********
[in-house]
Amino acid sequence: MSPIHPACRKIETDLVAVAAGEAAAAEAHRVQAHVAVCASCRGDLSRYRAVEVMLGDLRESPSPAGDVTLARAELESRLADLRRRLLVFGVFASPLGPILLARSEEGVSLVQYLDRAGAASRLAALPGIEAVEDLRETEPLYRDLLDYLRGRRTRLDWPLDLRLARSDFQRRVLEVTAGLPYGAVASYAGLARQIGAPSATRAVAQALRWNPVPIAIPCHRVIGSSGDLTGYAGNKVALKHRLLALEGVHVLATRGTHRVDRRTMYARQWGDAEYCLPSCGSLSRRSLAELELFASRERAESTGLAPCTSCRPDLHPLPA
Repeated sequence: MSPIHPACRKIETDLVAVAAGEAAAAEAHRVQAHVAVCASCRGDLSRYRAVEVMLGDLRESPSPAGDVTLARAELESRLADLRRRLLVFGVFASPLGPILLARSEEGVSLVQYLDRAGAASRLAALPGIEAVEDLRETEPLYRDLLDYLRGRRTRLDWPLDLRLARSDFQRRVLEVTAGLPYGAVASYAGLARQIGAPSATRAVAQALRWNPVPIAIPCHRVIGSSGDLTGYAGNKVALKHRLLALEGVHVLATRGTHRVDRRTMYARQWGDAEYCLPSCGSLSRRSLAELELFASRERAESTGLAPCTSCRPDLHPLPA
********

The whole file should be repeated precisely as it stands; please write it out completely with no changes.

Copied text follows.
[in-house]
Amino acid sequence: MSPIHPACRKIETDLVAVAAGEAAAAEAHRVQAHVAVCASCRGDLSRYRAVEVMLGDLRESPSPAGDVTLARAELESRLADLRRRLLVFGVFASPLGPILLARSEEGVSLVQYLDRAGAASRLAALPGIEAVEDLRETEPLYRDLLDYLRGRRTRLDWPLDLRLARSDFQRRVLEVTAGLPYGAVASYAGLARQIGAPSATRAVAQALRWNPVPIAIPCHRVIGSSGDLTGYAGNKVALKHRLLALEGVHVLATRGTHRVDRRTMYARQWGDAEYCLPSCGSLSRRSLAELELFASRERAESTGLAPCTSCRPDLHPLPA
Repeated sequence: MSPIHPACRKIETDLVAVAAGEAAAAEAHRVQAHVAVCASCRGDLSRYRAVEVMLGDLRESPSPAGDVTLARAELESRLADLRRRLLVFGVFASPLGPILLARSEEGVSLVQYLDRAGAASRLAALPGIEAVEDLRETEPLYRDLLDYLRGRRTRLDWPLDLRLARSDFQRRVLEVTAGLPYGAVASYAGLARQIGAPSATRAVAQALRWNPVPIAIPCHRVIGSSGDLTGYAGNKVALKHRLLALEGVHVLATRGTHRVDRRTMYARQWGDAEYCLPSCGSLSRRSLAELELFASRERAESTGLAPCTSCRPDLHPLPA